This is Duane Hanson’s “Dishwasher” from the Portland Art Museum. It is made of resin and fiberglass. Everything about the piece, the texture, scale, and color, makes this huddle mass sitting in the corner resemble a tired dishwasher resting his feet. The figure is strikingly realistic and the details are thoroughly thought out. The soles of his shoes have holes in them and the proportions and pose really resembles a human sitting there. The viewer is able to walk around and see the piece from all angles, even the top of the dishwasher’s head. His skin and even his hair is crafted so it seems like the tactile texture would feel like real hair and skin if the viewer were allowed to touch it. The dirty, tired dishwasher in contrast to the clean white walls of the museum really makes this piece stand out.

-Vivian Hsu

Live 3D

I attended an event for the Japanese-American community of Portland this weekend. There were lots of different things happening like musicians and a live and silent auction. One thing in particular, however, caught my attention and that was an artist creating his art live. Japanese artist Taka Sudo was up on a wooden dais painting among all of the noise and distraction. Sudo had three small canvases each about 3 feet tall and 2 feet wide to create a triptych. Many people were watching him and mingling around him as he created, yet amongst all of that distraction he was somehow able to be both artist and art.

While he was painting, Sudo was creating art. Creating in front of an audience of hundreds people seemed to border on performance art. Perhaps it was an illusion because he was up on a dais , but it was the moments of pause, stillness, and intense focus of creation when he was not painting, those times when he was not performing that he became part of his artwork and the whole scene became the art. When he resumed painting the moment was gone.

"A Gift For A Princess"

The piece I chose is a painting on an vinyl bust. This is a piece made up of a found object and acrylic and enamel pain. The artist Solace, had many works in the small gallery. She has a very unique style. Most of the characters or subject matter have elements of beauty with Gothic/Anime type characters. this piece to me has a definite sense of color and mass. It is an unexpected creative explosion that drew my attention right away.
One of the things that I really like about this piece was the way it was exhibited. It was in the Fifty 24PDX Gallery, which is a small light filled room attached to a retail store that also has murals and more art on the walls in the store. It was a different type of gallery that was geared towards a different sort of audience, one that doesn't usually go to a gallery, but will probably, take a walk over to just see what's there. It makes art accessible to more people. A lot of the paintings in the store were also printed on t-shirts, so you could walk out of the gallery/store with some of the art.
I really liked this type of gallery, the art was edgy, hip, and it draws you in on the pretense of a retail store. There were a couple of these type of galleries in this area, and It really does bring the gallery experience to a whole different group of people.

Teresa Neal

First Thursday

So, unfortunately I was sick last Thursday so I couldn’t make it out to any open galleries for First Thursday. I did happen to take a trip out to the Portland Rose Gardens this weekend though. Although it was a pretty dreary day when I went and there wasn’t anything cool going on with the roses, I did happen to stumble upon this very interesting piece of art. I don’t know if it is a statue or a monument representing anything, but it is a nice sculpture to look at. The structure it self is very cubic and rectangular and is comprised of nothing more than life size metal tinker toys. It almost looks like some sort of unfinished house or hut, or even a building that lost its funding midway through its construction.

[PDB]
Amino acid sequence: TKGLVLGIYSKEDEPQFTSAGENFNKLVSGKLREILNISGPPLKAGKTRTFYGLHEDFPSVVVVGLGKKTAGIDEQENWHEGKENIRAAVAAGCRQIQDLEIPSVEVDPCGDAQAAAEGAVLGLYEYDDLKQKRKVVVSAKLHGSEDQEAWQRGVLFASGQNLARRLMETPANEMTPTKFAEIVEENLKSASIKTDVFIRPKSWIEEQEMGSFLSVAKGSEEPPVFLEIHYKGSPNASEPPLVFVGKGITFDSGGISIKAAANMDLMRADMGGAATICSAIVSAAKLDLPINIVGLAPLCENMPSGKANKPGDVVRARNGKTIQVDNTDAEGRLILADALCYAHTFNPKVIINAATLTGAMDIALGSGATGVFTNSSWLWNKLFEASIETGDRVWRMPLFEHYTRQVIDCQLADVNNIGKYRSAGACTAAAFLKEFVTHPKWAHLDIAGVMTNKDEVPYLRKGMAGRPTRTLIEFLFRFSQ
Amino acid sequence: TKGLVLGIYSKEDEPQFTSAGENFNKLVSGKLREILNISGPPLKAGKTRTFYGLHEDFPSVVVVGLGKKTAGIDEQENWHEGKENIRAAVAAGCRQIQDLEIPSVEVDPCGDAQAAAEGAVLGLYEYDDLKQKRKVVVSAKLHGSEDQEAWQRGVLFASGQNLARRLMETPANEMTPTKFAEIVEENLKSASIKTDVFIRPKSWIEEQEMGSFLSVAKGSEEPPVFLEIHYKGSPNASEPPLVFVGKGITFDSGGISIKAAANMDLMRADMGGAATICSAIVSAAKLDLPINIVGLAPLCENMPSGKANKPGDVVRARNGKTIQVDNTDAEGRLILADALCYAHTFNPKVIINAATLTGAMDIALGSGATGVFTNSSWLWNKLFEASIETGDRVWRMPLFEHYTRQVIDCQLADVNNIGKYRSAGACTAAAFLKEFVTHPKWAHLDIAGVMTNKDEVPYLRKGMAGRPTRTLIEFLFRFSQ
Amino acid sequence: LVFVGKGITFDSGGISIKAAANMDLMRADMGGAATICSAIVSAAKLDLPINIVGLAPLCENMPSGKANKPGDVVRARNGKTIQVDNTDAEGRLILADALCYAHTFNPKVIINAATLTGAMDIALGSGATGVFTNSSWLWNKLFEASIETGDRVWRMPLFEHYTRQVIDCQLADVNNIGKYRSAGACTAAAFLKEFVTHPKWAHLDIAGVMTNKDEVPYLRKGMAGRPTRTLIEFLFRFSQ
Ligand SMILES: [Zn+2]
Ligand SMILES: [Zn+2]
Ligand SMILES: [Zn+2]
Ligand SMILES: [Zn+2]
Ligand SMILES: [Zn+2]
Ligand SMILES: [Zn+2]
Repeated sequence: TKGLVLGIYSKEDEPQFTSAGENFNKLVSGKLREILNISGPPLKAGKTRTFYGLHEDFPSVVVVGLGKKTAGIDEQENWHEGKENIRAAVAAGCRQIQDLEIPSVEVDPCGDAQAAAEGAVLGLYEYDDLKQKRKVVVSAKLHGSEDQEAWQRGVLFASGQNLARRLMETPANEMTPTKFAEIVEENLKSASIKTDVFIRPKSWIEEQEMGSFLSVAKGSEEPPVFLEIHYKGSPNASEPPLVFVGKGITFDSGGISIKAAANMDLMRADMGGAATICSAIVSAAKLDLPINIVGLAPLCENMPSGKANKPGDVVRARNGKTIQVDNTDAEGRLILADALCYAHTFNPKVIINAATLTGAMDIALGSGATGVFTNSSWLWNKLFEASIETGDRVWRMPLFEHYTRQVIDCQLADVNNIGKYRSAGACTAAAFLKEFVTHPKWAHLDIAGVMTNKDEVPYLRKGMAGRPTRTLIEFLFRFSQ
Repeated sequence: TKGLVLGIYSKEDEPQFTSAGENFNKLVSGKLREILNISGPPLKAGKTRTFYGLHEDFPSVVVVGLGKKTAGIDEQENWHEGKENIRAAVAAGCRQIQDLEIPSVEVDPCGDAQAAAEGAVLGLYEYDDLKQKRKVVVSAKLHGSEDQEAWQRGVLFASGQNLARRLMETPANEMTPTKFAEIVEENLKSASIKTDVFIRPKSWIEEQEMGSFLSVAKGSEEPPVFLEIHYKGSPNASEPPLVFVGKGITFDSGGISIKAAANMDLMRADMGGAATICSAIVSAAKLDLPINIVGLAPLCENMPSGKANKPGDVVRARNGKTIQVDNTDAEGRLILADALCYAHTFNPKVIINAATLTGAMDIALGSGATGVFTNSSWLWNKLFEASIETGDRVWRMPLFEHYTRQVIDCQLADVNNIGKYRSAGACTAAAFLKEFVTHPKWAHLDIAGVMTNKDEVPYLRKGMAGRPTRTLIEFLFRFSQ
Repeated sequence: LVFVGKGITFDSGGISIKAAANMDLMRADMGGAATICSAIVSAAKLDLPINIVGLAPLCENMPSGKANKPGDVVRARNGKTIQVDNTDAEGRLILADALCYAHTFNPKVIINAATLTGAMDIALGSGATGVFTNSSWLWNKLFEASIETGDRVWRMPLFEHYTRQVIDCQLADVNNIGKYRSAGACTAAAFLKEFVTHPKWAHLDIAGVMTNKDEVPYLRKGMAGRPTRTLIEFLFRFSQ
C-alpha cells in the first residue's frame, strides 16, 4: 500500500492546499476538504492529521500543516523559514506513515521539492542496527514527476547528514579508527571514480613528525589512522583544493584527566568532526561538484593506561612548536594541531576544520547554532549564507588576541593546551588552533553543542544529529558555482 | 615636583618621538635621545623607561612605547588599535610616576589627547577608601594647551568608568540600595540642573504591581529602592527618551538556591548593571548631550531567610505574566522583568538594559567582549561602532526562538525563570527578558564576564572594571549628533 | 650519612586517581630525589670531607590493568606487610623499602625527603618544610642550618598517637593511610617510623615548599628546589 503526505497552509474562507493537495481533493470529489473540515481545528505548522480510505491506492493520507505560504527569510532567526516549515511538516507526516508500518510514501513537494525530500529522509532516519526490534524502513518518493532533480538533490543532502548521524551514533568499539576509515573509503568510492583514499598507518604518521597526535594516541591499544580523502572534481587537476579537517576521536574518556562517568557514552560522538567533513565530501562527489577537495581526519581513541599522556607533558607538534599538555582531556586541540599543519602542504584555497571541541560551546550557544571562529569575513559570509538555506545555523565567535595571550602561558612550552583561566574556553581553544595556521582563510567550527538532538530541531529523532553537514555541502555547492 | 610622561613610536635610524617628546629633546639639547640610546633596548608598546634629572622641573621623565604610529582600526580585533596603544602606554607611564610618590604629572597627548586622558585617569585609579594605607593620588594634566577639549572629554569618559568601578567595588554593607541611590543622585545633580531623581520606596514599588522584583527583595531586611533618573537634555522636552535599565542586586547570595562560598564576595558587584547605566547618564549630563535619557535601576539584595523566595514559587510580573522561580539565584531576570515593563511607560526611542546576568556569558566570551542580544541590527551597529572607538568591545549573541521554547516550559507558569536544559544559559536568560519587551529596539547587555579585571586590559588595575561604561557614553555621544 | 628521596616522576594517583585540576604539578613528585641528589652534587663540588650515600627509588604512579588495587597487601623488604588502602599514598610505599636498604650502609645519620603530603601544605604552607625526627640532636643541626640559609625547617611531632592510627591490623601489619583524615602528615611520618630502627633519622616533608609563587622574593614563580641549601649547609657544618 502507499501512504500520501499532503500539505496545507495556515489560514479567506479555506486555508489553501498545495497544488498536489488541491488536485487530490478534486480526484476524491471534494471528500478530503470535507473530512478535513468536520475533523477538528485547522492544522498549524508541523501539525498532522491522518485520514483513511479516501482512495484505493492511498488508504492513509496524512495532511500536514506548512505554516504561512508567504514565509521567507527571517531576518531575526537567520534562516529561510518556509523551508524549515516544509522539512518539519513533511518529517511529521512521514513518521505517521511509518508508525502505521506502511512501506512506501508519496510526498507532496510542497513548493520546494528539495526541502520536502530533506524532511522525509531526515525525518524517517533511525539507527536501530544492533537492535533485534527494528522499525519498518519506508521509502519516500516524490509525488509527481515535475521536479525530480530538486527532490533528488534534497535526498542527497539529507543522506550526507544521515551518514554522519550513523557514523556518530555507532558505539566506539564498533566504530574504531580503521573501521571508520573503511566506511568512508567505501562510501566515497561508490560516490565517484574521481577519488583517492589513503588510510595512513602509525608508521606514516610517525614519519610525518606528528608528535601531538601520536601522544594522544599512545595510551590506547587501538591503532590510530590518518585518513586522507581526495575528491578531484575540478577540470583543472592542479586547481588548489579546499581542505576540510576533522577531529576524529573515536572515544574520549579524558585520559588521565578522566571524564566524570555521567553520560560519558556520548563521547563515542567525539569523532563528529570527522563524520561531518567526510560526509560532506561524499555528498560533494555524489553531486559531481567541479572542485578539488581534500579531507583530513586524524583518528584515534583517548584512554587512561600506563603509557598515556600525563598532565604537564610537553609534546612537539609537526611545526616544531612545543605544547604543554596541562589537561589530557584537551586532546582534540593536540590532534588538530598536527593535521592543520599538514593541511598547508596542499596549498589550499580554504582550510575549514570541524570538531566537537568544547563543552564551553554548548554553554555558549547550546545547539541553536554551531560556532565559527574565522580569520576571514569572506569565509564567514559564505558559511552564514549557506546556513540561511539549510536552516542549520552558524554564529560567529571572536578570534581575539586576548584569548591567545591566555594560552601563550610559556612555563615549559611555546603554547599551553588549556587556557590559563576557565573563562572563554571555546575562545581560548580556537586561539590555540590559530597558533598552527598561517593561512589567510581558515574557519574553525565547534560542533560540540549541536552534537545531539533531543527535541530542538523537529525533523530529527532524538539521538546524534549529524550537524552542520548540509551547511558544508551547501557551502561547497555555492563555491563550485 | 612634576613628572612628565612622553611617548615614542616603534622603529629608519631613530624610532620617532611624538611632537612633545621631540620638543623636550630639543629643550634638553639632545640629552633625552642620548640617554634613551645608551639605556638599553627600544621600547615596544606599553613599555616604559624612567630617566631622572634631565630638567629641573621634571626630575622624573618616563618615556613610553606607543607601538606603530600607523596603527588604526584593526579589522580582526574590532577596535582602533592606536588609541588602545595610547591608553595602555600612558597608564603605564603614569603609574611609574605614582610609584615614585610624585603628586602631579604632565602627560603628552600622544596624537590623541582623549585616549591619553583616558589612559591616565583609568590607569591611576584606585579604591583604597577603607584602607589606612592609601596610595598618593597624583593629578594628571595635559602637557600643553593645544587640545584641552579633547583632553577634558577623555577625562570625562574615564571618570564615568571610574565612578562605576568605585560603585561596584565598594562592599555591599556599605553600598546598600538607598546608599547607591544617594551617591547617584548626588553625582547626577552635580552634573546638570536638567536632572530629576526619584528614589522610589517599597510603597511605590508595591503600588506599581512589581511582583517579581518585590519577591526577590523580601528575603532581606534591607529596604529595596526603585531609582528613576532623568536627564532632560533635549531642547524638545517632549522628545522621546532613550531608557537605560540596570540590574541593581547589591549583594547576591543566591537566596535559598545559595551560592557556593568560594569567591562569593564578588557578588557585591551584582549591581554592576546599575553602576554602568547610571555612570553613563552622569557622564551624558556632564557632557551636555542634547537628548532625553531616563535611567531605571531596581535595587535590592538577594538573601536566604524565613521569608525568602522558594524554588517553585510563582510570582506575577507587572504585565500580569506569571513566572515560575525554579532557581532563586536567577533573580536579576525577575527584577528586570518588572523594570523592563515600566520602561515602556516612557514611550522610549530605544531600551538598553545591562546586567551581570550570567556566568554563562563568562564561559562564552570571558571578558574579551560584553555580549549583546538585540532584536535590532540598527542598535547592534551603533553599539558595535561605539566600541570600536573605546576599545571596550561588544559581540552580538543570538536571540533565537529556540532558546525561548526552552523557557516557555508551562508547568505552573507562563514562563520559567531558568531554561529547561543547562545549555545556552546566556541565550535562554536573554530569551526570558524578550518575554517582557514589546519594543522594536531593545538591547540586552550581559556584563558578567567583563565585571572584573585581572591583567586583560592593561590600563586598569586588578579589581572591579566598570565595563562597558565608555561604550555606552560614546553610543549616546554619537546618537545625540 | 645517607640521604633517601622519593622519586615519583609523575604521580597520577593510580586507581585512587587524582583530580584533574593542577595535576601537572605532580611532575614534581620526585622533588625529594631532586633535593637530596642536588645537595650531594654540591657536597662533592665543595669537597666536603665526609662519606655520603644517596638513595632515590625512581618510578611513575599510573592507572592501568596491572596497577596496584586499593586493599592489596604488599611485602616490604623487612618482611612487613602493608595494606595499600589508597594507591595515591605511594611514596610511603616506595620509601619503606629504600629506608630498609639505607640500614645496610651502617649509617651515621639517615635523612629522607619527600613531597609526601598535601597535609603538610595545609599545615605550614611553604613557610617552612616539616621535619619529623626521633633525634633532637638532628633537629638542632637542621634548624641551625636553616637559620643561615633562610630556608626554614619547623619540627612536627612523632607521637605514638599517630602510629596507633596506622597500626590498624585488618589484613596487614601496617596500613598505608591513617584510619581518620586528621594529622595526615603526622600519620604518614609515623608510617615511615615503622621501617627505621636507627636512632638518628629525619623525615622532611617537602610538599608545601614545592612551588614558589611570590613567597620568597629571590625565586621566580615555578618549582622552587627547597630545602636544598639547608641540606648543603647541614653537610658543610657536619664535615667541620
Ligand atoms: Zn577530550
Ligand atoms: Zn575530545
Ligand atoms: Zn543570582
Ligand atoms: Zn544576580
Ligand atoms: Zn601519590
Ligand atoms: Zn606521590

The sculpture has a very rustic look and feel to it and it fits in very well with the surrounding rose gardens as well as the grey sky. The structure utilizes lots of negative space and incorporates symmetry and balance. It is also an interactive piece of artwork with the walking bridge/paths that go right through it. It’s funny to me that only one of the pathways connects all the way through while the other just stops midway through the sculpture. I'm not sure of the purpose of this, but to me it does make this sculpture a little more playful and deceiving.

Sunday, March 6, 2011

It Suits Pendleton Pretty Well....

I drove past this everyday and I still don't know if I like it or not. I did some Googling and found this to be a very mysterious 12 piece sculpture. It is called "Cattle Drive" by Michael Booth. I didn't get to jump out of the car and touch it to see what it was made out of, but my guess is that it is painted metal. It was pretty cool how textured everything was, I think it was overly textured so when you are driving you could see all the little details.

Final First Thursday:

Geraldine Ondrizek
"Sound of Cells Dividing" (2008-2009)
Hand Made Paper, Film
The work is a free standing screen (soft sculpture?), approx. 10' tall, assembled in a half circle shape. Impressively, the artist made all the paper by hand. As you approach the screen, a ringing is emitted from speakers, that are embedded in the layers of paper. On the other side of the screen, a projected video plays in a continuous 12 minute loop. The content of the video is excerpts from over 200 hours of recorded footage from a stereo-microscope, of human cells dividing. The really cool part is that the sound actually is the recorded sound of the cellular activity. The tape switches over after 6 minutes, from footage of healthy cells to cancer cells, and the audio recording switches as well. The nearly melodic ringing becomes an agitated clicking sound, abruptly altering the viewers impression of the footage.
I chose this piece because I thought the use of multimedia was orchestrated to an interesting allegorical effect. The double layer paper screen, with it's fleshy texture, gives the sense of a multi-layered cell wall. Within it lies all the workings of the cell itself. The screen isolates the viewer with the video and sound. Confronted with the footage, the effect is at once intimate, alien, and entirely sublime. The sublime quality is also reinforced by the massive scale of the work. The composition has a conceptual unity, that is derived from the use of a variety of materials. It integrates negative space into an interactive work that forces the viewer to explore it's dimensions.